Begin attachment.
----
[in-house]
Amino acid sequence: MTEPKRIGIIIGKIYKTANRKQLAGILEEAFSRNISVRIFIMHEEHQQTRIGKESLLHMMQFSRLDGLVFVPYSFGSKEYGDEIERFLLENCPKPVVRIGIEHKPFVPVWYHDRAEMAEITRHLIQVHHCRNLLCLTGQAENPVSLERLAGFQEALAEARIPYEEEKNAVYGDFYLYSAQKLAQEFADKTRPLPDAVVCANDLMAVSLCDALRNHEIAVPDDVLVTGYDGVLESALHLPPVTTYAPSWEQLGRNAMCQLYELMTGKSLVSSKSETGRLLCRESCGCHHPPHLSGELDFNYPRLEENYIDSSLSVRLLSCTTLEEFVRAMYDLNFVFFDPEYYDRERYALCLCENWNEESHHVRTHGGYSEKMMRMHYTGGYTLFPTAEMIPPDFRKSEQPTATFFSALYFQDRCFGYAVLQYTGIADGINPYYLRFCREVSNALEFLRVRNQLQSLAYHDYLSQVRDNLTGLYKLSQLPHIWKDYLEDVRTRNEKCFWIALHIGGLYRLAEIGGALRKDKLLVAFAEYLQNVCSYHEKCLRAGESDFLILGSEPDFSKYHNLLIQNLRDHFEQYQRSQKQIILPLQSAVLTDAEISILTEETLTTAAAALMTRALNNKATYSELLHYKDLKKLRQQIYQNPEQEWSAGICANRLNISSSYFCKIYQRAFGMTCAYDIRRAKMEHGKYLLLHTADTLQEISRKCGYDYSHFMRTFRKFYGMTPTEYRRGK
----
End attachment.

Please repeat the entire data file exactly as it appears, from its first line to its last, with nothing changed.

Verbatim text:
[in-house]
Amino acid sequence: MTEPKRIGIIIGKIYKTANRKQLAGILEEAFSRNISVRIFIMHEEHQQTRIGKESLLHMMQFSRLDGLVFVPYSFGSKEYGDEIERFLLENCPKPVVRIGIEHKPFVPVWYHDRAEMAEITRHLIQVHHCRNLLCLTGQAENPVSLERLAGFQEALAEARIPYEEEKNAVYGDFYLYSAQKLAQEFADKTRPLPDAVVCANDLMAVSLCDALRNHEIAVPDDVLVTGYDGVLESALHLPPVTTYAPSWEQLGRNAMCQLYELMTGKSLVSSKSETGRLLCRESCGCHHPPHLSGELDFNYPRLEENYIDSSLSVRLLSCTTLEEFVRAMYDLNFVFFDPEYYDRERYALCLCENWNEESHHVRTHGGYSEKMMRMHYTGGYTLFPTAEMIPPDFRKSEQPTATFFSALYFQDRCFGYAVLQYTGIADGINPYYLRFCREVSNALEFLRVRNQLQSLAYHDYLSQVRDNLTGLYKLSQLPHIWKDYLEDVRTRNEKCFWIALHIGGLYRLAEIGGALRKDKLLVAFAEYLQNVCSYHEKCLRAGESDFLILGSEPDFSKYHNLLIQNLRDHFEQYQRSQKQIILPLQSAVLTDAEISILTEETLTTAAAALMTRALNNKATYSELLHYKDLKKLRQQIYQNPEQEWSAGICANRLNISSSYFCKIYQRAFGMTCAYDIRRAKMEHGKYLLLHTADTLQEISRKCGYDYSHFMRTFRKFYGMTPTEYRRGK